Council OK’s roundabout engineering, silo artwork
STERLING – The City Council split its time Monday putting in motion industrial park roadwork before moving on to artwork.
The council voted 5-0, with 3rd Ward Alderman Bob Conklin absent, to approve an agreement for engineering services with Mead & Hunt in Middleton, Wisconsin, for a roundabout to be built at Lynn Boulevard and West LeFevre Road. The total cost, including subsurface and physical feature studies, will be $99,950.
Discussion on the proposed change started in December, when Troy Pankratz, senior project manager at Mead & Hunt, presented results of a safety study the firm did on the intersection. The analysis was done in anticipation of Halo Branded Solutions’ new global headquarters, which opened in April.
Halo’s plans to create 250 jobs over the next 5 years would double its current workforce and increase traffic near the plant. There are stop signs both ways on Lynn, but none on LeFevre. The Mead & Hunt study found that a single-lane roundabout would provide a safer intersection than traffic signals.
The agreement calls for a preliminary study to be done by Sept. 28, preliminary design by Oct. 31, and bidding by the end of February.
The council also voted 3-1 to allow a permit for Chicago artist Annie Hermes to paint a mural of pink and purple flowers on the side of silos in the 200 block of Third Avenue. The painting will be paid for by Dr. Ed Miles, who owns the silos and lives in an attached loft.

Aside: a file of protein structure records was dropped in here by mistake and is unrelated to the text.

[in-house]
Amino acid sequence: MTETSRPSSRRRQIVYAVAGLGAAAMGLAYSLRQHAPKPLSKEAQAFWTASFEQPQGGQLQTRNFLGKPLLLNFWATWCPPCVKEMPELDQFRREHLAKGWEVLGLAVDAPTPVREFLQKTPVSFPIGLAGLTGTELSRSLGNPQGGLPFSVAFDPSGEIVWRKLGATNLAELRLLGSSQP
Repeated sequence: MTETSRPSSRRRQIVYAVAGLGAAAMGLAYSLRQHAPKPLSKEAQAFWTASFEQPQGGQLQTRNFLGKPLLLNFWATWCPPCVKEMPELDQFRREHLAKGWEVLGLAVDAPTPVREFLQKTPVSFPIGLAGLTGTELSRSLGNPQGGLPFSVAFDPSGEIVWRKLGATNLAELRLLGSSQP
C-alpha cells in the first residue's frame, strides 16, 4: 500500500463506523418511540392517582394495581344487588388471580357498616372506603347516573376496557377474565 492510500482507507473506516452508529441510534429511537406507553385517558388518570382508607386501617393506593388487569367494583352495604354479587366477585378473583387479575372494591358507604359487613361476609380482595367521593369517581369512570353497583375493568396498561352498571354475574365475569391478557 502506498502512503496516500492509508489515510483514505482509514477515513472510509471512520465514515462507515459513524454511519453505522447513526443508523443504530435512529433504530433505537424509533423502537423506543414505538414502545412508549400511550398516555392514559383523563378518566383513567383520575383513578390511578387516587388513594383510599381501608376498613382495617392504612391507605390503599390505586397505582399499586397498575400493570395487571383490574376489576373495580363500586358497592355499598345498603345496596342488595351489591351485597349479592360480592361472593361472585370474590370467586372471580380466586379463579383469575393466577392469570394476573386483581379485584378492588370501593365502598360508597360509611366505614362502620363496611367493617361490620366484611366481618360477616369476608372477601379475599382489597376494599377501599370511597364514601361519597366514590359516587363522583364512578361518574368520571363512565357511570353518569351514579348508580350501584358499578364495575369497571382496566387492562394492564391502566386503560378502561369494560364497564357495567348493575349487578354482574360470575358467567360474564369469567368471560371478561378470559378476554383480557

Hermes, 39, a Newman Central Catholic High School graduate, wants to start work on Sept. 8. She needed council approval to close the north lane of Second Street to allow a lift into the area, which she received.
Under city ordinance, the mural commission must issue a permit for new works, but the commission is now vacant. City Attorney Tim Zollinger said that because the city doesn’t have an active commission, it fell to the council to decide on the request.
Building and Zoning Administrator Amanda Schmidt said she struggled with whether the flowers would fall within the parameters of the commission.
“From my standpoint, the mural commission is for the historical ones,” she said.
Since 1995, 20 murals have been created around town, all with a local historic theme. The last one, “Lincoln in Sterling,” was installed in July 2015 acros from the Lincoln-Manahan Home Museum at 607 E. Third St.
City Manager Scott Shumard said all of the commission members’ terms expired a year or 2 ago.
“We have one name, potentially another. Trying to find commissioners will take a few more weeks. Hopefully, this meeting will shake free a few more people,” Shumard said.
Miles said he came up with the original criteria, and Hermes came up with the design.
“I think it’ll draw people to the community,” Miles said.
Ward 2 Alderwoman Chris Wilen, who voted against granting the permit, said she would like to see a commission formed.
Alderman John Stauter abstained, saying he was undecided and wanted to discuss the project with Sterling residents.
Also, after going into closed session to discuss the city manager’s salary, the council approved a 4.5 percent raise, from $110,223 to $115,183, for Shumard. The increase is retroactive to May 1.